The Islamization of Knowledge in the New Egypt

Well, when you've got totalitarian ambitions, and you've already started locking up dissenting journalists, what's the next logical step? If you're the Muslim Brotherhood's Mohamed Morsi, newly minted president of Egypt, it is obvious: start banning books.

Morsi's government has reportedly banned importation of A History of the Modern Middle East, a well-known textbook by William L. Cleveland (who died in 2006) and Martin P. Bunton. The Egyptian daily, Al-Ahram, says no reason was given for the ban. The reason, however, is patent to anyone familiar with the Muslim Brotherhood.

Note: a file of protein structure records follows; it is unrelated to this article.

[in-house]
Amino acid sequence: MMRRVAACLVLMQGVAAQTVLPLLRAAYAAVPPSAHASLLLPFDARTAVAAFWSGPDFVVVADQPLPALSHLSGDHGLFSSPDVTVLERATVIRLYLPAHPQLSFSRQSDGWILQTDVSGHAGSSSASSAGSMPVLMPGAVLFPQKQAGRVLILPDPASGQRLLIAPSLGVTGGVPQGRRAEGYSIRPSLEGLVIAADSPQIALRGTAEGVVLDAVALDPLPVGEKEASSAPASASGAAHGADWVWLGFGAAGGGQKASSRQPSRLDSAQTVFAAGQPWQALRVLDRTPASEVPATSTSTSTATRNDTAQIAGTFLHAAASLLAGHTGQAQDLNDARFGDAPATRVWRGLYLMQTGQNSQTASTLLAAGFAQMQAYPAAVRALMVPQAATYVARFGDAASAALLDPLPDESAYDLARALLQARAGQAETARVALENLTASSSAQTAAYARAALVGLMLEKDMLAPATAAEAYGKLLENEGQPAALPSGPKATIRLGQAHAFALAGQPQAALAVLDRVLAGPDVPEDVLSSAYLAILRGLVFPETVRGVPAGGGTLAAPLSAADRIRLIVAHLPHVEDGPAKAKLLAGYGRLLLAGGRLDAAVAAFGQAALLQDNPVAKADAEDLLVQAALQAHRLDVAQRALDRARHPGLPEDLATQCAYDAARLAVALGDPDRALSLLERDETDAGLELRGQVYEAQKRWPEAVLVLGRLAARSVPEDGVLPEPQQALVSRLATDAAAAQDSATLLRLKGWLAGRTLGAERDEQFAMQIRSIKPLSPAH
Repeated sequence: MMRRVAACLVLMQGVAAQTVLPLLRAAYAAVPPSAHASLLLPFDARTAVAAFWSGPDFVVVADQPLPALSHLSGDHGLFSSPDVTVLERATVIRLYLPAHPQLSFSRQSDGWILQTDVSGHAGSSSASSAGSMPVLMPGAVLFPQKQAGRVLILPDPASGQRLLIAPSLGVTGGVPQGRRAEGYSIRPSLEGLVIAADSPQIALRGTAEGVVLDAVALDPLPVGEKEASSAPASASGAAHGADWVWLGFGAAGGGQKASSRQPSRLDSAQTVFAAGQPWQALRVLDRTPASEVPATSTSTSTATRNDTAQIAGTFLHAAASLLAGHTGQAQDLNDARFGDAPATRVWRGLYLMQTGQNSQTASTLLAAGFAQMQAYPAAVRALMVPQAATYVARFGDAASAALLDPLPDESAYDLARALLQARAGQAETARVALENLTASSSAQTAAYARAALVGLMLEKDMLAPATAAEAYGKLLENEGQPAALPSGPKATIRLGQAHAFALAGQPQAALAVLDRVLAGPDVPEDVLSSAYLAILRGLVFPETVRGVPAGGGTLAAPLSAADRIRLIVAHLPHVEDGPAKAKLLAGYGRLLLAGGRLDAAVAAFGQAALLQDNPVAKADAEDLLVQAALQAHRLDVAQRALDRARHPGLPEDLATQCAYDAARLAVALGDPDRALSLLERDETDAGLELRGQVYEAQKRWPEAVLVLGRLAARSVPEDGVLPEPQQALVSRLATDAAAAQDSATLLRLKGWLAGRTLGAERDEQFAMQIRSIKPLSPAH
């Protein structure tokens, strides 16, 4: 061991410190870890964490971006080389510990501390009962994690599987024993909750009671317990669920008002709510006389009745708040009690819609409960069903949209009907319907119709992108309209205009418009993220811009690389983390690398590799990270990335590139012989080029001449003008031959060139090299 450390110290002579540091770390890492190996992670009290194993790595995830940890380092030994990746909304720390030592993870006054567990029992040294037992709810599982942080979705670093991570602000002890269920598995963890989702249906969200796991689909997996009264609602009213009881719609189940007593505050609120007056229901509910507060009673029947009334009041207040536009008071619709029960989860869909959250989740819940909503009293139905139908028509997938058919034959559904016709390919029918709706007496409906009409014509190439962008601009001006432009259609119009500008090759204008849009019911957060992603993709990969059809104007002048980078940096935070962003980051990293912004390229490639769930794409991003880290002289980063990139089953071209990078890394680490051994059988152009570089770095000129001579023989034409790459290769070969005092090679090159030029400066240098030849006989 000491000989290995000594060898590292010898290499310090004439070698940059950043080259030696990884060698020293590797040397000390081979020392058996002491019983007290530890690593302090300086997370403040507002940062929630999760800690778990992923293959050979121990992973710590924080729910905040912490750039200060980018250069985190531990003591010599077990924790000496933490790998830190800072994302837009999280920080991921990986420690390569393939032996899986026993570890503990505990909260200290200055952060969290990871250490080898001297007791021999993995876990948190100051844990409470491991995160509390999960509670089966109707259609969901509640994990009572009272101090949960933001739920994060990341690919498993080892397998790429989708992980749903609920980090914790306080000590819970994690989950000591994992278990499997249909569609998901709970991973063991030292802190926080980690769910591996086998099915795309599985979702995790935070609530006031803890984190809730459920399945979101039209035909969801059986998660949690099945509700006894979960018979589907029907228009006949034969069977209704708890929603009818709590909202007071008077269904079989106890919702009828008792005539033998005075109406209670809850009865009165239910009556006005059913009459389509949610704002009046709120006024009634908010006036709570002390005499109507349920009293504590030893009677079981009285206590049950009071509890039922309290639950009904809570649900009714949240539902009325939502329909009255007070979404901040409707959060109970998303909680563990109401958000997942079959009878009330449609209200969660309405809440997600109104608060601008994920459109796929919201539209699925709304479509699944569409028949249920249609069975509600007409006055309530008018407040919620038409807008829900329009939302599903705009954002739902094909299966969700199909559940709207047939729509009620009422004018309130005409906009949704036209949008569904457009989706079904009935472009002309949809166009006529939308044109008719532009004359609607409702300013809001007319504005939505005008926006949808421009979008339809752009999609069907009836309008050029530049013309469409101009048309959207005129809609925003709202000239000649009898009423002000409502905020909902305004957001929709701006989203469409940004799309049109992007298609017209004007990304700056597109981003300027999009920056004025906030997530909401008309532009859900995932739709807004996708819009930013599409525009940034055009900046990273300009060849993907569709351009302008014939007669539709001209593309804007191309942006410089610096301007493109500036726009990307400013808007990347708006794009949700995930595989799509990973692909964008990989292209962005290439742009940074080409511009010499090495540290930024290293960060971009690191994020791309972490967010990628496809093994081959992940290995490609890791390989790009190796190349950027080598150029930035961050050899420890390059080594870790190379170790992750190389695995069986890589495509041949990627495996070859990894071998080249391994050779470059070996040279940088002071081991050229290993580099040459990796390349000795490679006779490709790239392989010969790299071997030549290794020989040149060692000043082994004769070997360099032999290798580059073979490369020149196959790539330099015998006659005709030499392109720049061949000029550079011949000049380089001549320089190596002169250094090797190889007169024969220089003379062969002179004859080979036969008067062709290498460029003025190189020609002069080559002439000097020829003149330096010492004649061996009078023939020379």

One of the highest Brotherhood priorities is the "Islamization of knowledge." That, as I've noted elsewhere, is the explicit purpose of the International Institute of Islamic Thought, a think-tank in Virginia that the Brotherhood founded in the early 1980s. IIIT's mission is to forge “a new synthesis of all knowledge in an Islamic epistemological framework” -- to borrow the fitting description found in an important 2009 study, “The Muslim Brotherhood in the United States,” written by Steven Merley for the Hudson Institute’s Center on Islam, Democracy, and the Future of the Muslim World.